The art of adverts: How social media is changing the way companies speak to consumers

 

It started with one corporate tweet, launched into social media’s vast ocean, where it barely created a ripple. “Sharing a Camembert with friends? (How generous!),” Président, a cheese manufacturer, said on 30 April. “Get the best flavor by serving at room temperature. #artofcheese”.

By most measures, the promotion left Twitter cold, scoring zero retweets and only two “favourites”, the two ways that consumers can show approval on the site. Yet Camembert was belatedly trending yesterday after it was reported that the anodyne message had taken more than a dozen specialists 45 days to compose.

The Business Insider website had visited the offices of Huge, a digital design and advertising agency in New York of the sort that now also crowds London. As social media have become an easy and affordable means of reaching giant audiences, companies employ experts to run their Twitter, Facebook and Instagram accounts.

Président, a French brand trying to roll into a cheese wasteland (America), depends on Huge to get the word out about Camembert and its optimal serving temperature. But before anyone posted the tweet, it reportedly passed through several layers of project managers, strategists, copywriters and designers in a process that took a month and a half.

The story circulated (on Twitter, naturally) yesterday, drawing unexpected attention to the forgotten, crafted message, albeit in the form of ridicule. One poorly informed cheese eater called Drew Davis said: “Served some cold Camembert to friends 44 days ago. So embarrassed. #artofcheese.”

Nonetheless, as a result of this exposure, the message had last night been retweeted almost 100 times, and favourited almost 500 times (Président’s follower count remained stubbornly low at fewer than 200). But is this really what it takes in this still relatively new age of advertising to spread a message about cheese?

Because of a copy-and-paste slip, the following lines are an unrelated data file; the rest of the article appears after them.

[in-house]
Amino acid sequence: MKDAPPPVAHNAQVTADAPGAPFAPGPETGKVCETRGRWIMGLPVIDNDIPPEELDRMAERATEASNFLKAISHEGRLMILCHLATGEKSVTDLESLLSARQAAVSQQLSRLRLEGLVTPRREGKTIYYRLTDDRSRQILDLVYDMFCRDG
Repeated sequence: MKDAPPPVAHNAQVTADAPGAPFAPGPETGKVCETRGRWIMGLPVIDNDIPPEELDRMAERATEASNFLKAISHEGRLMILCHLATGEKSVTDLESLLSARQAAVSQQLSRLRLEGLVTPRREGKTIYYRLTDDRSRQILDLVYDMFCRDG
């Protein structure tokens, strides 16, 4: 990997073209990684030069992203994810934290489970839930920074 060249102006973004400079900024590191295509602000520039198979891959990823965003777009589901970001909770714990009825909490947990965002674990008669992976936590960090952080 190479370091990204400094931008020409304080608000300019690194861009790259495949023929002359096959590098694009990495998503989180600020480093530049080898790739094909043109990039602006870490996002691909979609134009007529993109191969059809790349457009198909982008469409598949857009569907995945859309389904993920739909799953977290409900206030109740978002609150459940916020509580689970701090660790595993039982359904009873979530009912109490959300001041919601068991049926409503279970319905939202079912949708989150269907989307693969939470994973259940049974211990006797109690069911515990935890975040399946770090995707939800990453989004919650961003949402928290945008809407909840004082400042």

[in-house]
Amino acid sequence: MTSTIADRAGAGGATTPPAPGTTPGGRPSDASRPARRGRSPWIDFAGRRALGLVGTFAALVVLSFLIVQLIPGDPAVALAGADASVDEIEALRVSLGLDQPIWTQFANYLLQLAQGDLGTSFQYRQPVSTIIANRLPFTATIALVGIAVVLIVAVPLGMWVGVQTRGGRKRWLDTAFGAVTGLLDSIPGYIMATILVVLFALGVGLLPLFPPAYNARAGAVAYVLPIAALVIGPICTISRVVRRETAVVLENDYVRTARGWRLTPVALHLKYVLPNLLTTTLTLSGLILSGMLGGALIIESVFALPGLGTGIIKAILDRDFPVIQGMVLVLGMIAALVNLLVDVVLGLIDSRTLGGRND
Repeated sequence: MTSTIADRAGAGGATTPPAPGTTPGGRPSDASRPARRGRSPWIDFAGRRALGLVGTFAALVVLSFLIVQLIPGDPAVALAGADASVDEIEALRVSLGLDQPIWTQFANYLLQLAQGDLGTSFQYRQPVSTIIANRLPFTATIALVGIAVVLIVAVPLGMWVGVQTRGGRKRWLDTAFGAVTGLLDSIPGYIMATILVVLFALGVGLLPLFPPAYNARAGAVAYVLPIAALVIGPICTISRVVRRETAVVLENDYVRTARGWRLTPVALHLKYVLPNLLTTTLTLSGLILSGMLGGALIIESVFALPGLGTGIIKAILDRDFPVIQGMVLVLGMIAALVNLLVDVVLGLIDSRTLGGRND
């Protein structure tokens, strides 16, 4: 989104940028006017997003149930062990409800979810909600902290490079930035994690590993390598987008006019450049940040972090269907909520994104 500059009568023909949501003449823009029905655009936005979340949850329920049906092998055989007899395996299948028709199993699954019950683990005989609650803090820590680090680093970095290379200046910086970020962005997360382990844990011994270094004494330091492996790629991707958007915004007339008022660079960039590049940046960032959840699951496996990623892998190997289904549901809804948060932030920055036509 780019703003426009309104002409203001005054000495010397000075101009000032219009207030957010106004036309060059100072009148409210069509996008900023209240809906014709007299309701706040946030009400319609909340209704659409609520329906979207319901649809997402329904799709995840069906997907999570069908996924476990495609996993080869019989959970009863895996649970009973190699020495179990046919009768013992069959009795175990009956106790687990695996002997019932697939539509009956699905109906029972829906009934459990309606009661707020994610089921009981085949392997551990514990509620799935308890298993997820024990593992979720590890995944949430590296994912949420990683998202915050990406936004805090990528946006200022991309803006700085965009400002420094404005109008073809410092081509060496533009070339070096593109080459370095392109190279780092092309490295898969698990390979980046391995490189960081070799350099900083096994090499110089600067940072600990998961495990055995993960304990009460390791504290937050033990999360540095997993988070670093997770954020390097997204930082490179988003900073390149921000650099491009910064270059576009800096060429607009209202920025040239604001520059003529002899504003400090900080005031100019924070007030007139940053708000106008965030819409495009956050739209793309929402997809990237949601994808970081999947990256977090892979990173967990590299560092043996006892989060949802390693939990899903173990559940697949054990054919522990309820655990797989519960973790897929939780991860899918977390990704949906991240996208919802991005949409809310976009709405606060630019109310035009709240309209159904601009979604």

Warren Johnson founded the London-based PR consultancy, W Communications, in 2009, when he says social media played no role in his work. Now they are vital to almost all his accounts (disclaimer: his clients have included this newspaper). “It’s the first time in history that brands have truly been able to speak to consumers in a meaningful way,” he says.

But as the lines between PR and advertising blur online, agencies can still be found catching up. “Traditionally, it was about crafting and fine-tuning a message over a long period and then controlling the environment,” Johnson says. “I’m surprised Président didn’t do focus groups as well. But social media is immediate, a two-way conversation. This feels like a slick, old-media approach to a new-media problem.”

He cites as an example of the new way, a campaign for Addison Lee, the taxi firm. His team scours Twitter for people sharing tweets of woe about train delays or breakdowns, jumping in with offers of free taxis. It’s simple and, Johnson says, very successful. “Of course, a huge amount of planning goes into campaigns, but what engages consumers most is spontaneous and quick-witted,” he says. “That only requires one or two smart people.”

Iain Matthews is the head of planning at Jam, a London agency that deals entirely in new media and counts Samsung and Nestlé among its clients. His team plans and composes messages weeks in advance if they relate to events such as Valentine’s Day, but early meetings are more about earning trust and the freedom to then abandon the old, design-by-committee approach.

“The guys get together in the morning and say, ‘what’s happening, what’s in the news and in the online space’,” he says. “It might be something relevant to one of our brands and we need to come up with an idea and get it out there in a short space of time.”

Back in New York, Huge appeared to have followed this advice when it responded to the Business Insider story using the medium it knows best. Aping the website’s headline (“We Got A Look Inside The 45-Day Planning Process That Goes Into Creating A Single Corporate Tweet”) it tweeted: “We Got A Look Inside The Process Behind Writing Inaccurate Clickbait.” Revenge is a cheese best served cold. µ

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